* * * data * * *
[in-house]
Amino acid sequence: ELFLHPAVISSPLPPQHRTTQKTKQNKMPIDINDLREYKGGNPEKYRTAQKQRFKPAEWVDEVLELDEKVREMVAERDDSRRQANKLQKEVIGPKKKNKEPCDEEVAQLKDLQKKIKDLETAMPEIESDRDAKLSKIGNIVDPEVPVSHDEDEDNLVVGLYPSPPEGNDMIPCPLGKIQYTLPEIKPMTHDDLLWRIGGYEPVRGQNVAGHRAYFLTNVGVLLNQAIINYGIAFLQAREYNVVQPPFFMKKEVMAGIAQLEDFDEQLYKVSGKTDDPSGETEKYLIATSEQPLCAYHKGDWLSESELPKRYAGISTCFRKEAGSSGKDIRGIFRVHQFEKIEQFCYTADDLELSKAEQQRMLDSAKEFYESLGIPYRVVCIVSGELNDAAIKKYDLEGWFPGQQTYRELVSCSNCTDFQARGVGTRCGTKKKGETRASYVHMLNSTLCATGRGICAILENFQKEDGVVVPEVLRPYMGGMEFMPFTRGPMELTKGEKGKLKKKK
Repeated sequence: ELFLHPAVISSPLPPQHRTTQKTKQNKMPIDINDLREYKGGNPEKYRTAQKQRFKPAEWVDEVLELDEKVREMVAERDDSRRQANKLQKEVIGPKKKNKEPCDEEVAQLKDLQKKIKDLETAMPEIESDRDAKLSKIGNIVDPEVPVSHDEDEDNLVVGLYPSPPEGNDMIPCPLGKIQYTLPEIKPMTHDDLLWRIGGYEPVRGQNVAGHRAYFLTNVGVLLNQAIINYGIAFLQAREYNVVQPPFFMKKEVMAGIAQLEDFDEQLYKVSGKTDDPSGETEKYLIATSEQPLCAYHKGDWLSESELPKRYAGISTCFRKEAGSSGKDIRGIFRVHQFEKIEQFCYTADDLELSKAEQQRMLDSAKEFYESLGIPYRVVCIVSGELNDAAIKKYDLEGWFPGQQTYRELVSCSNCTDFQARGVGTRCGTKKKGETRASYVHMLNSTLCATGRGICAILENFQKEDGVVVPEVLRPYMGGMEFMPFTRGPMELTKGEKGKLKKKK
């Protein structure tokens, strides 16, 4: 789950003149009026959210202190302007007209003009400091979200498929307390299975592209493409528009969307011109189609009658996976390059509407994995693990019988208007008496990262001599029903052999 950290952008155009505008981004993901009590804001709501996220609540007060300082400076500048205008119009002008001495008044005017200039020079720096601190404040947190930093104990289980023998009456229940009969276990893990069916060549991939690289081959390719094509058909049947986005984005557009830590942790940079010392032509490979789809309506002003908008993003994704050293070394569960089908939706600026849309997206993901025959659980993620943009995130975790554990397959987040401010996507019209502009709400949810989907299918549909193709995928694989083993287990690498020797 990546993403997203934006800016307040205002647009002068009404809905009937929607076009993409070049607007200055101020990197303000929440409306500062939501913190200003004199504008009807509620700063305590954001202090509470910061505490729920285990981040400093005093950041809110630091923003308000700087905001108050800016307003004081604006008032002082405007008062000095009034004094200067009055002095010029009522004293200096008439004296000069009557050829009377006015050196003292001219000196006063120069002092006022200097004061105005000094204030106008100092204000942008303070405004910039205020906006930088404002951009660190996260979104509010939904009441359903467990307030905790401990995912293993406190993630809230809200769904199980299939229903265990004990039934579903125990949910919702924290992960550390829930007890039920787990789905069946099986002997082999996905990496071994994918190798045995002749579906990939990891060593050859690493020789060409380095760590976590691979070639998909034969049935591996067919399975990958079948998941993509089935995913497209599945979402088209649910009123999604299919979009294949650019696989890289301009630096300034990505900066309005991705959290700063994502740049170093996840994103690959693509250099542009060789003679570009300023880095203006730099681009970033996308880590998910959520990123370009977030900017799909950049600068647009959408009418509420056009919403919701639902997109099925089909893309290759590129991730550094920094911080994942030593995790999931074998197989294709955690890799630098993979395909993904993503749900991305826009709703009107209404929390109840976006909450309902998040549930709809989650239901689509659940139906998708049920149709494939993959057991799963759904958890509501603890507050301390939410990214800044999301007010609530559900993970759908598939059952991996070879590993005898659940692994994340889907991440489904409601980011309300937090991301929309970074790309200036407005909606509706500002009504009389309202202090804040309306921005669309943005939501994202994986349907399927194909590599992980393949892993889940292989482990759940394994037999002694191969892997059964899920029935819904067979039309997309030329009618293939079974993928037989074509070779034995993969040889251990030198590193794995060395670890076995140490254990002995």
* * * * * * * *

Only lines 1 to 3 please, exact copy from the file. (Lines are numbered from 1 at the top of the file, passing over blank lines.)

[in-house]
Amino acid sequence: ELFLHPAVISSPLPPQHRTTQKTKQNKMPIDINDLREYKGGNPEKYRTAQKQRFKPAEWVDEVLELDEKVREMVAERDDSRRQANKLQKEVIGPKKKNKEPCDEEVAQLKDLQKKIKDLETAMPEIESDRDAKLSKIGNIVDPEVPVSHDEDEDNLVVGLYPSPPEGNDMIPCPLGKIQYTLPEIKPMTHDDLLWRIGGYEPVRGQNVAGHRAYFLTNVGVLLNQAIINYGIAFLQAREYNVVQPPFFMKKEVMAGIAQLEDFDEQLYKVSGKTDDPSGETEKYLIATSEQPLCAYHKGDWLSESELPKRYAGISTCFRKEAGSSGKDIRGIFRVHQFEKIEQFCYTADDLELSKAEQQRMLDSAKEFYESLGIPYRVVCIVSGELNDAAIKKYDLEGWFPGQQTYRELVSCSNCTDFQARGVGTRCGTKKKGETRASYVHMLNSTLCATGRGICAILENFQKEDGVVVPEVLRPYMGGMEFMPFTRGPMELTKGEKGKLKKKK
Repeated sequence: ELFLHPAVISSPLPPQHRTTQKTKQNKMPIDINDLREYKGGNPEKYRTAQKQRFKPAEWVDEVLELDEKVREMVAERDDSRRQANKLQKEVIGPKKKNKEPCDEEVAQLKDLQKKIKDLETAMPEIESDRDAKLSKIGNIVDPEVPVSHDEDEDNLVVGLYPSPPEGNDMIPCPLGKIQYTLPEIKPMTHDDLLWRIGGYEPVRGQNVAGHRAYFLTNVGVLLNQAIINYGIAFLQAREYNVVQPPFFMKKEVMAGIAQLEDFDEQLYKVSGKTDDPSGETEKYLIATSEQPLCAYHKGDWLSESELPKRYAGISTCFRKEAGSSGKDIRGIFRVHQFEKIEQFCYTADDLELSKAEQQRMLDSAKEFYESLGIPYRVVCIVSGELNDAAIKKYDLEGWFPGQQTYRELVSCSNCTDFQARGVGTRCGTKKKGETRASYVHMLNSTLCATGRGICAILENFQKEDGVVVPEVLRPYMGGMEFMPFTRGPMELTKGEKGKLKKKK